This class introduces students to a variety of statistical methods used to investigate political phenomena. We will address the principles behind these methods, their application, and their limitations. The course will be useful to those undertaking a quantitative methods thesis in Government, but not solely. Indeed, the course aims to provide anyone interested in political science with a proficient understanding of the intuitions behind several of the methods used to analyze political data and identify causal paths. By the end of the course, students will have acquired important analytical and practical skills and will be able to evaluate the quality and reliability of scholarly and journalistic work done using quantitative methods. Students will learn statistical software skills (R). For the course's final assignment, students will be given the choice between writing a research paper using data and writing a different kind of project more suitable to those who are not interested in writing a quantitative research paper.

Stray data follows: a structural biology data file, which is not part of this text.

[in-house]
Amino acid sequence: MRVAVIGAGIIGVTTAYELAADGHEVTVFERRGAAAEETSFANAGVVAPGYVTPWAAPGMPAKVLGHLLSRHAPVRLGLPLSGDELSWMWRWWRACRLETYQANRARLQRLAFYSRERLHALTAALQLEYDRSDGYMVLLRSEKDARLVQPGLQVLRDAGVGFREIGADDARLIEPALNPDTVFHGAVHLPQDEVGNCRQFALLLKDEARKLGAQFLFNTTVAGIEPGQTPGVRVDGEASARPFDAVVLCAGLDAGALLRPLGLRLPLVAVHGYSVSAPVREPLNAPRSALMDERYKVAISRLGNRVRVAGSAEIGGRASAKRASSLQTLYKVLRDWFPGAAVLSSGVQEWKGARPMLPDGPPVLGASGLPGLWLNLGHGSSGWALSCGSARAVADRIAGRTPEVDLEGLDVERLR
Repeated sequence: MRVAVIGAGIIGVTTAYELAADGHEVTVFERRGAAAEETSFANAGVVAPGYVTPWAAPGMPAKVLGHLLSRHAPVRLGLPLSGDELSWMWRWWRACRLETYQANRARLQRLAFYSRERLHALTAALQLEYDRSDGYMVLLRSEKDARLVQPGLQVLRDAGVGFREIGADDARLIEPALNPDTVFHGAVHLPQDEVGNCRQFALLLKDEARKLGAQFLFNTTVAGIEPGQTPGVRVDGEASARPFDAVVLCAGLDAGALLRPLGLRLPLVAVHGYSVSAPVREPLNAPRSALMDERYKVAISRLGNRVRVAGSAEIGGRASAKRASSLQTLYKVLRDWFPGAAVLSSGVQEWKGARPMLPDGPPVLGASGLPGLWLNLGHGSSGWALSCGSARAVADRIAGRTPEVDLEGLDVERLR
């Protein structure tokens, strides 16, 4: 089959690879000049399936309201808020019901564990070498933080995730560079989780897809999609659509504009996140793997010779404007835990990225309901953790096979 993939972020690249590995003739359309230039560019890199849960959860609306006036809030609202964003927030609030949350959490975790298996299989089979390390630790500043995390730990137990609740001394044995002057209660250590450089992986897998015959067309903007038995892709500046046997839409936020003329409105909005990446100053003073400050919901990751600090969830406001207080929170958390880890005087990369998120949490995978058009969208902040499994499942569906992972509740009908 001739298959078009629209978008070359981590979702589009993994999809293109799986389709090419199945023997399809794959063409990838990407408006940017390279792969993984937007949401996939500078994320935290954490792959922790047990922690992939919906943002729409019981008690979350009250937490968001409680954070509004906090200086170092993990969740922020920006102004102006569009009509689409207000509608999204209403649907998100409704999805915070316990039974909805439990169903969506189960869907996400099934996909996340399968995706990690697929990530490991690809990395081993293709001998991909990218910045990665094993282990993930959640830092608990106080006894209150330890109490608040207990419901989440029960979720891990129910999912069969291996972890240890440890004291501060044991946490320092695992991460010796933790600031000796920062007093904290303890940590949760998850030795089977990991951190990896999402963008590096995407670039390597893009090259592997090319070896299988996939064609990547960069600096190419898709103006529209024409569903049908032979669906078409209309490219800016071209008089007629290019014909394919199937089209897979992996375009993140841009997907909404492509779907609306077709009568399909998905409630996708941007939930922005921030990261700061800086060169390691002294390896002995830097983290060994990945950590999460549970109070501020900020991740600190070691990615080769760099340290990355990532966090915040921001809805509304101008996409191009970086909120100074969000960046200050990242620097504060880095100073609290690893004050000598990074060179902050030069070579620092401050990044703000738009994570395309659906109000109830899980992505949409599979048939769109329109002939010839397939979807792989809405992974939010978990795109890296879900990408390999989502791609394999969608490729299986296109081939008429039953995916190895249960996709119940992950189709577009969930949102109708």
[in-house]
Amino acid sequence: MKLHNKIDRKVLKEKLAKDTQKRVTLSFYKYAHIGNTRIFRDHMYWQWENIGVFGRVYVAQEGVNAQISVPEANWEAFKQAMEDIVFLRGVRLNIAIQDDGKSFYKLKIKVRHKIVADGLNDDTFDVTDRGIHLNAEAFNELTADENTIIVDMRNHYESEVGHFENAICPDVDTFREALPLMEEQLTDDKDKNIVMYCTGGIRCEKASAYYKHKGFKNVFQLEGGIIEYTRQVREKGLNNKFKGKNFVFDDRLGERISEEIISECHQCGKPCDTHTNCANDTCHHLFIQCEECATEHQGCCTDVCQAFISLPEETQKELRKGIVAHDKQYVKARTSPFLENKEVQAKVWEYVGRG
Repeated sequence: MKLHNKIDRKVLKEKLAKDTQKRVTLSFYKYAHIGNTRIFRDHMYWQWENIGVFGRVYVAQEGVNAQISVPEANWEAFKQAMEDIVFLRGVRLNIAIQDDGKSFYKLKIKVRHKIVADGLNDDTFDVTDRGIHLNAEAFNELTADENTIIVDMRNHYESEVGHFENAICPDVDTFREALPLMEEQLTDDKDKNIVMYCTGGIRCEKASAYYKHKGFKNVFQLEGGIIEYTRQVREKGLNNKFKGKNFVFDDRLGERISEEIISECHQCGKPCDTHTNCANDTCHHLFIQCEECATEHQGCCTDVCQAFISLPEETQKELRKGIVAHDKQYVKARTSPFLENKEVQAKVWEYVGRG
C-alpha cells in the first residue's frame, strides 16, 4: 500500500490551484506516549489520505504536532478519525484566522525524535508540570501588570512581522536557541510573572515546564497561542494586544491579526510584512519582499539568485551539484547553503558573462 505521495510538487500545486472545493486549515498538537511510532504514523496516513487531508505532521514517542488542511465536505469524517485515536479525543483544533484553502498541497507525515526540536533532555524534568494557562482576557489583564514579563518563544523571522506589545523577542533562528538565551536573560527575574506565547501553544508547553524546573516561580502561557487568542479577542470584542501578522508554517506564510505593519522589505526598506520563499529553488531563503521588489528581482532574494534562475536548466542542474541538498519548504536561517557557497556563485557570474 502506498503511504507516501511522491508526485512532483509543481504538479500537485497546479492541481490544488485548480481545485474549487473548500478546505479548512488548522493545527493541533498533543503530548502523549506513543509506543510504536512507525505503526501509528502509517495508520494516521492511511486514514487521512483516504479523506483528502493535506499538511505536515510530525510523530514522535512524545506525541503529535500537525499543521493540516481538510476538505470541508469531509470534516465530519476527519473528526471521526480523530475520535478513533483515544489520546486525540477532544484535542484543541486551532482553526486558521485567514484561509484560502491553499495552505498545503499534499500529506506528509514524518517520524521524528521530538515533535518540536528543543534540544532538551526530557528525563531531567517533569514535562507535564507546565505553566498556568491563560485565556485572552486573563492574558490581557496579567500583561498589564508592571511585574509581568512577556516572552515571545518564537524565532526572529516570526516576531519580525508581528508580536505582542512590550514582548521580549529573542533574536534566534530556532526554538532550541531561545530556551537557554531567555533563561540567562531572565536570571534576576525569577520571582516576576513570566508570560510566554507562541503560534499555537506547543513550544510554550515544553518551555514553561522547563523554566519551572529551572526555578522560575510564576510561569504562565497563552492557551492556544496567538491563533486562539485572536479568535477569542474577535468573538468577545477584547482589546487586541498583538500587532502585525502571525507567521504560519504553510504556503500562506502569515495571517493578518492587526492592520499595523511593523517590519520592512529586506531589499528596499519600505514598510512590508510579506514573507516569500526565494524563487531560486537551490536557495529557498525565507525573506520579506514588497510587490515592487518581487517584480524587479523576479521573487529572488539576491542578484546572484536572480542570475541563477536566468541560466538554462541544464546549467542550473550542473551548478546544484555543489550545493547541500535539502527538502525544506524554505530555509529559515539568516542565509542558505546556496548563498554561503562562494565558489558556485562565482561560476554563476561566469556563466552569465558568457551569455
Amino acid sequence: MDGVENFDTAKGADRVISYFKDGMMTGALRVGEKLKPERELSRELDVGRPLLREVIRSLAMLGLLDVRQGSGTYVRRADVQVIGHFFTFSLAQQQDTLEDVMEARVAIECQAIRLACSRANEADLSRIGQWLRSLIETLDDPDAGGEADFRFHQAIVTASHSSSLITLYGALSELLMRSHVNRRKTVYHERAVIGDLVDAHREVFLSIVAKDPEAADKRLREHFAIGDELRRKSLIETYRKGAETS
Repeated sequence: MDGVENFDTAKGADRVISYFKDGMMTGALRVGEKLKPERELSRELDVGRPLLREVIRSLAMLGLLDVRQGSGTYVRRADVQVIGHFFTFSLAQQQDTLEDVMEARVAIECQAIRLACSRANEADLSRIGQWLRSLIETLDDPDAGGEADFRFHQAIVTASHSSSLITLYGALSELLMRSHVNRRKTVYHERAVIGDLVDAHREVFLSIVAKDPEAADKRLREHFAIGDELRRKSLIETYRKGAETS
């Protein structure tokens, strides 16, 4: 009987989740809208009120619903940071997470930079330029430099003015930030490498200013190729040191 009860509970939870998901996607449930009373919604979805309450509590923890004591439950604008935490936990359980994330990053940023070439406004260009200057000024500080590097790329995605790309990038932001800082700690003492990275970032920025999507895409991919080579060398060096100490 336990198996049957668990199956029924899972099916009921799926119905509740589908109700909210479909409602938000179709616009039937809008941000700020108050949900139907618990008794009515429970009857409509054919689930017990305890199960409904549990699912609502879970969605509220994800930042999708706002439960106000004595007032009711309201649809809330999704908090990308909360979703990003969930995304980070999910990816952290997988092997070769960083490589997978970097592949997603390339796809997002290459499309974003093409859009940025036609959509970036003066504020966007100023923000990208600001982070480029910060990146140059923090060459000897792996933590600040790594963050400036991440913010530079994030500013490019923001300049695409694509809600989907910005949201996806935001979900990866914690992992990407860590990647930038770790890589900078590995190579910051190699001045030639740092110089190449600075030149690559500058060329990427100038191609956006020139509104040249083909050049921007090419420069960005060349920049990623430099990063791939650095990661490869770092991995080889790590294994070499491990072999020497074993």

The final grade will be based on weekly problem sets (50%) and the final assignment (50%). The problem sets are outlined below. The final assignment is designed to take a question and dataset that you want to use for other purposes, or one that I can suggest, and produce a defensible and polished analysis. This includes a descriptoin of the data, an outline of the statistical model, and a writeup of the results.
Students are free to work together on the assignments, but the work that is turned in must be original.
Assignments must be turned in by the class session following their assignment on the syllabus. Exceptions will be only for documented extraordinary circumstances discussed with the teaching staff.
Wednesday 10-12, in the CGIS South building, Room S407.
Due to the scheduled nature of the course, no incompletes will be given.
Mayya Komisarchik. Office Hours: Thursdays 4pm-5pm, CGIS K401.
Gelman and Hill, "Data Analysis Using Regression and Multilevel/Hierarchical Models (Cambridge University Press 2007). Other readings will be papers will made available at jstor.org or distributed by the instructor on this syllabus/webpage. Readings should be completed before class listed on the syllabus.